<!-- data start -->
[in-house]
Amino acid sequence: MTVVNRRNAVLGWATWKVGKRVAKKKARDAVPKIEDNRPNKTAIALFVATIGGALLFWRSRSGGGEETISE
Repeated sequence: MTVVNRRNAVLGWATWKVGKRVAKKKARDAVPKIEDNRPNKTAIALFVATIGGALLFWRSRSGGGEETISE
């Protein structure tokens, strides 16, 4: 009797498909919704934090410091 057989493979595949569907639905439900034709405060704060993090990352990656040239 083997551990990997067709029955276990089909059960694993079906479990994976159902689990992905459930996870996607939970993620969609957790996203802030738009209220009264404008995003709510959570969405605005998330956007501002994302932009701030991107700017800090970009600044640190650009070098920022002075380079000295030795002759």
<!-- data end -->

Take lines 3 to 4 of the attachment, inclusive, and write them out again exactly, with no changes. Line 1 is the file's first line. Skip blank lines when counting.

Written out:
Repeated sequence: MTVVNRRNAVLGWATWKVGKRVAKKKARDAVPKIEDNRPNKTAIALFVATIGGALLFWRSRSGGGEETISE
């Protein structure tokens, strides 16, 4: 009797498909919704934090410091 057989493979595949569907639905439900034709405060704060993090990352990656040239 083997551990990997067709029955276990089909059960694993079906479990994976159902689990992905459930996870996607939970993620969609957790996203802030738009209220009264404008995003709510959570969405605005998330956007501002994302932009701030991107700017800090970009600044640190650009070098920022002075380079000295030795002759």